12. Article by former Foreign Minister Igor Ivanov, the former British secretary of state for defense, Desmond Brown, and former Polish Foreign Minister Adam Rotfeld headlined "'It is necessary to build Big Europe'", contemplates ways to step up the EU's integration activity; p 8 (821 words).
13. Yelena Chernenko interview with the head of the EU representative office in Russia, Vygaudas Usachas, headlined "'Russia-EU relations experience hard times'", speaking about prospects of the Eastern Partnership summit in Vilnius and Russia-EU relations, among other things; p 8 (581 words).
1. Ivan Pavlov and Anton Denisov article headlined "Moscow City Duma already being divided behind scenes" says that the Moscow electoral commission will today decide on establishing 22 single-seat constituencies. The Moscow city authorities are split over the issue; pp 1-2 (728 words).
2. Alexandra Samarina and Ivan Rodin article headlined "Authorities change tactics as regards constitution" says that the Federation Council has approved and sent to the president for signature a bill combining the Supreme and Supreme Arbitration courts. Constitutional Court head Valery Zorkin says that only specific points of the constitution will be amended, but scientists are thoroughly changing the text of the main law; pp 1, 3 (1,253 words).
3. Sergei Kulikov article headlined "Officials and military deprived of salaries indexed to inflation" says that the Federation Council has cancelled indexed to inflation salaries received by officials, servicemen and aides to State Duma deputies in 2014 due to the deficit ridden budget; pp 1, 4 (495 words).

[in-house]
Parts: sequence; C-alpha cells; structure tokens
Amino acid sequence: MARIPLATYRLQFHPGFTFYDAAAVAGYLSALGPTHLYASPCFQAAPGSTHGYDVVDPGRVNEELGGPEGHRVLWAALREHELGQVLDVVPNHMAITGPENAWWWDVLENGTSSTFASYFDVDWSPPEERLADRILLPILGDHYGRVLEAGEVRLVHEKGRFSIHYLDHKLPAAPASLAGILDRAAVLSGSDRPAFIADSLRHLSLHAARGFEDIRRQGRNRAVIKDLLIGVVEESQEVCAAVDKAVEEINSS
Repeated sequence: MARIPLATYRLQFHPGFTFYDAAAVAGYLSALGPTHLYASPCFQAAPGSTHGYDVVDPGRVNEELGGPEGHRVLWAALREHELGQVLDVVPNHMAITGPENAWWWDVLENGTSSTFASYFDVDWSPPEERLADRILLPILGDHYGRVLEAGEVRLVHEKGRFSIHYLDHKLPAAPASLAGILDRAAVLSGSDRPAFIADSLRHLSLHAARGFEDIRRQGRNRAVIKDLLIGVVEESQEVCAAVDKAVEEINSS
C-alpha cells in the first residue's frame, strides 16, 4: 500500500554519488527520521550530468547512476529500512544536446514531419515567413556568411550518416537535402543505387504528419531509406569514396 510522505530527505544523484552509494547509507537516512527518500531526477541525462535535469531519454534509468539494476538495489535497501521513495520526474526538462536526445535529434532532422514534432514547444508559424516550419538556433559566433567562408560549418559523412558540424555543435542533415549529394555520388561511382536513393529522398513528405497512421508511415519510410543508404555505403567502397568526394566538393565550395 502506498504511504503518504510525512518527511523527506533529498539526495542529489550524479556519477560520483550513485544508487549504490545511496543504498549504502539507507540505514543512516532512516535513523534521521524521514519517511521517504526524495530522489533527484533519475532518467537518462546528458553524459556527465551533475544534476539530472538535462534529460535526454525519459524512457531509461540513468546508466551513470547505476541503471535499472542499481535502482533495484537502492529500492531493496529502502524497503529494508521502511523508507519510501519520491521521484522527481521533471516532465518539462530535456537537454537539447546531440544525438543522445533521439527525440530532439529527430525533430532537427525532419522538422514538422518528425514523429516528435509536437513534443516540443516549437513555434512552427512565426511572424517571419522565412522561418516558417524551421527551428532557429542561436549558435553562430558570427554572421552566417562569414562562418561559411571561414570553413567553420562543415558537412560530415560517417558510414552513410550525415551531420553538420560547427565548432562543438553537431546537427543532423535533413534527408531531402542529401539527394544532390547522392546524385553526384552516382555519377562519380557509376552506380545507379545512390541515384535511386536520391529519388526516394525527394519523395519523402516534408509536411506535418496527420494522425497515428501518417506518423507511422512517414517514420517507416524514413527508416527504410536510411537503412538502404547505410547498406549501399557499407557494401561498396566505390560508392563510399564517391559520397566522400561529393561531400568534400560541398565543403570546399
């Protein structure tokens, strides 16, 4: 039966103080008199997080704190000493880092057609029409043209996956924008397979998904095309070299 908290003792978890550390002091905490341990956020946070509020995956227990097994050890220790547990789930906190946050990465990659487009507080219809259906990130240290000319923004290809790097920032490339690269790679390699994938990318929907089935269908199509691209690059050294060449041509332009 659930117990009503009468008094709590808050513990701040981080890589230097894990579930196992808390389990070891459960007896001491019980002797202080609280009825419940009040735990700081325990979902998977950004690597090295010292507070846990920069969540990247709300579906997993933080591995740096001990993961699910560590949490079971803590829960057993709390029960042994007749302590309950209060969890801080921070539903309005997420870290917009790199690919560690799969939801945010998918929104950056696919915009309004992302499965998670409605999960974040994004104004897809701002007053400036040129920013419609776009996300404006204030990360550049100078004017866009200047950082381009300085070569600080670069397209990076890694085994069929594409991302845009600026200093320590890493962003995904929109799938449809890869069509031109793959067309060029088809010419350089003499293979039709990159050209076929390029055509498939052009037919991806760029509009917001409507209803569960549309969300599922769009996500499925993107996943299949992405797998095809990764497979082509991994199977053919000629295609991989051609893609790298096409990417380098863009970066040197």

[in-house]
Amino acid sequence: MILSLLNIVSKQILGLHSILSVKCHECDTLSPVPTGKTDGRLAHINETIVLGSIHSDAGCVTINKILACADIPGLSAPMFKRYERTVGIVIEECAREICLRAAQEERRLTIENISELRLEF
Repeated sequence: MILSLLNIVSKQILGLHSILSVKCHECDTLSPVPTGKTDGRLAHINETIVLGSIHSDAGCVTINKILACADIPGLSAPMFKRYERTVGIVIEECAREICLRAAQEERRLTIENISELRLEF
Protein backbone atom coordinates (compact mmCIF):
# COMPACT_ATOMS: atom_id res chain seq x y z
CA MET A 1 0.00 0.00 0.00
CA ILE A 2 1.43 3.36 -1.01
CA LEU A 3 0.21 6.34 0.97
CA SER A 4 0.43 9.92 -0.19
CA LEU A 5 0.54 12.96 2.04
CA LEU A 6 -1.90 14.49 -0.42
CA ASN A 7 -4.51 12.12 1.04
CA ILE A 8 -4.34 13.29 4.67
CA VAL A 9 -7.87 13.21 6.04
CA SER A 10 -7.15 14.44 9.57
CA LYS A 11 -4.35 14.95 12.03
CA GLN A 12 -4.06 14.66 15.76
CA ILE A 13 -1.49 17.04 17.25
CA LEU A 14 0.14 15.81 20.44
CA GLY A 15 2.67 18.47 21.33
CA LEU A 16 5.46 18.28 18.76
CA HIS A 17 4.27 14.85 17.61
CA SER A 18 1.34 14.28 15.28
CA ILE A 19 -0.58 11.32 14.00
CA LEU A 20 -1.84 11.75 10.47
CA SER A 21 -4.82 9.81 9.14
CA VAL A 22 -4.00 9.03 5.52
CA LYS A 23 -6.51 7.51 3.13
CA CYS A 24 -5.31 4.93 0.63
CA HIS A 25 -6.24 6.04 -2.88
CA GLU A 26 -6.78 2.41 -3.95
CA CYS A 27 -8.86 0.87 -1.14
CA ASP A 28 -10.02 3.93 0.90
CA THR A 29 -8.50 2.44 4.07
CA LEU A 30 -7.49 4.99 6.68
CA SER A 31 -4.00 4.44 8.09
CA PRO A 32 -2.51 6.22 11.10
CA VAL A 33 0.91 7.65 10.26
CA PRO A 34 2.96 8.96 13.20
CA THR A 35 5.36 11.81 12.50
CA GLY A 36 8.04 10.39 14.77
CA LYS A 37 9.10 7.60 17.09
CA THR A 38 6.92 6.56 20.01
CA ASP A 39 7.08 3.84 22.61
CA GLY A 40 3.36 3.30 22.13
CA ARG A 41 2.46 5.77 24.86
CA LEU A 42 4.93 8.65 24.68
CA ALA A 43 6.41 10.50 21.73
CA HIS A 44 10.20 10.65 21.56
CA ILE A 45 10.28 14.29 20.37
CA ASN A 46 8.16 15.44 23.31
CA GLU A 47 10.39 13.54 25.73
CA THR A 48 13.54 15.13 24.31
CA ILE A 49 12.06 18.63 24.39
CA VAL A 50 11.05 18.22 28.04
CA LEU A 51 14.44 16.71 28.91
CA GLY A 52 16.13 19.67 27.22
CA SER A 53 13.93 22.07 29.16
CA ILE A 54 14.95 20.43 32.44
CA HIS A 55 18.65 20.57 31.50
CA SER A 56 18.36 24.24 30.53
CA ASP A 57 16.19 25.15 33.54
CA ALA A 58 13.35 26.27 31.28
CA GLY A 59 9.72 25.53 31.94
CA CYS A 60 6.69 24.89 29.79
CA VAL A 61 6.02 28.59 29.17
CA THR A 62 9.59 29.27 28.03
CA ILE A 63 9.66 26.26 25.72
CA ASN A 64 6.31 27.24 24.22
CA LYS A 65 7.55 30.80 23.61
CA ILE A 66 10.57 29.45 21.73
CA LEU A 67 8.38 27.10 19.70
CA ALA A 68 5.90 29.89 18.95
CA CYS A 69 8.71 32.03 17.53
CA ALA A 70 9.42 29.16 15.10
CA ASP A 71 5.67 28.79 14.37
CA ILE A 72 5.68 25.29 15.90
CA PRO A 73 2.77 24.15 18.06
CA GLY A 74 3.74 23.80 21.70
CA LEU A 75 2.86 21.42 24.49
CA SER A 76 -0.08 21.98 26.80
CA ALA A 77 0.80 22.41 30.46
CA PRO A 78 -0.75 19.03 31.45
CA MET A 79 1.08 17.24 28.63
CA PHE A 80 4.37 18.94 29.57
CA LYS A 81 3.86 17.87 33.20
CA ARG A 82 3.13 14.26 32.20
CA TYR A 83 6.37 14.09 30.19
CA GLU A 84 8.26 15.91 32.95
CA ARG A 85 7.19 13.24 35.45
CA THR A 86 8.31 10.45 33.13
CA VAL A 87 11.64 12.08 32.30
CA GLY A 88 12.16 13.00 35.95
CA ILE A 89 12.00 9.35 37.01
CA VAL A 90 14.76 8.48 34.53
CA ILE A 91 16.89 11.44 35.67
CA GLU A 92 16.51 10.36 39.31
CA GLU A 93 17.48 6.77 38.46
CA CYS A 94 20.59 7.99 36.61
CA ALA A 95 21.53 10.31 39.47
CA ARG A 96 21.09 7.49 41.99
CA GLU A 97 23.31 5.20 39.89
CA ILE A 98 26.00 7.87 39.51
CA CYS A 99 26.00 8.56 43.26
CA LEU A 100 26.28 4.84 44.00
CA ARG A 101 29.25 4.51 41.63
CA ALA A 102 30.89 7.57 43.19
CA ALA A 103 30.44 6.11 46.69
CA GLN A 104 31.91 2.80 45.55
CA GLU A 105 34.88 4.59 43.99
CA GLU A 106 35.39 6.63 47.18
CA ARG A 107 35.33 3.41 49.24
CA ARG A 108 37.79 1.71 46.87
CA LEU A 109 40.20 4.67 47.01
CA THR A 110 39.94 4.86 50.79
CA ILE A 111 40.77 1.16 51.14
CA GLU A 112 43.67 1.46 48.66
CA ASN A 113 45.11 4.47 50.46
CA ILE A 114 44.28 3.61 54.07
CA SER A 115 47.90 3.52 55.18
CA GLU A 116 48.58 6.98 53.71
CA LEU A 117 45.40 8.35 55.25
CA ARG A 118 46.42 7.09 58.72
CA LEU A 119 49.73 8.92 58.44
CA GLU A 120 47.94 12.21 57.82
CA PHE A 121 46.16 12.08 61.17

4. Tatyana Ivzhenko article headlined "Russia and EU may come to agreement without Ukraine" says that President Viktor Yanukovych and three leaders of opposition parties will represent Ukraine at the Eastern Partnership summit in Vilnius, at which the singing of the Ukraine-EU association agreement will be postponed. Both Russia and the EU are not ready to accept Kiev's financial demands; pp 1, 6 (1,037 words).
5. Darya Tsilyurik article headlined "David Cameron holds the fort against labor migrants" says that British Prime Minister David Cameron has announced tough measures restricting migrants' access to hardship allowances given the expected inflow of people from Bulgaria and Romania. London may cause Brussels's displeasure by the move, the article says; pp 1, 7 (676 words).
6. Alexei Gorbachev article headlined "Young people to be diverted from orange revolution by fight against spice drug" looks at the performance of pro-Kremlin movements fighting against drug trafficking and rudeness on roads. According to experts, the Russian authorities have switched from the fight against the opposition to focusing young people on the fight against drug addicts and traffic boors; p 2 (738 words).
7. Editorial headlined "No-one wants to listen to sound like broken record" calls on global political centers to change rhetoric in assessing the Nagornyy Karabakh settlement; p 2 (517 words).
8. Viktor Litovkin article published in the Carte Blanche regular column headlined "Uneasy conscience betrays and betrays itself" says that the U.S. has reproached Russia for violating the treaty on the elimination of intermediate-range and short-range missiles signed in 1988. But the U.S. has also repeatedly violated the treaty, the author says; p 3 (900 words).
9. Nikita Krichevsky article headlined "Moscow to save Kiev from collapse" looks at socioeconomic consequences for Ukraine if it integrates with the EU; p 4 (1,158 words).
10. Vladimir Skosyrev article headlined "Washington uses trump card in game with Beijing" says that U.S. fighters have flown over the Senkaku islands in the East China Sea, disputed by Japan and China, without notifying Beijing. The latter has recently included the islands into its missile defense system. The article also features a Russian expert's comment on the issue; p 7 (555 words).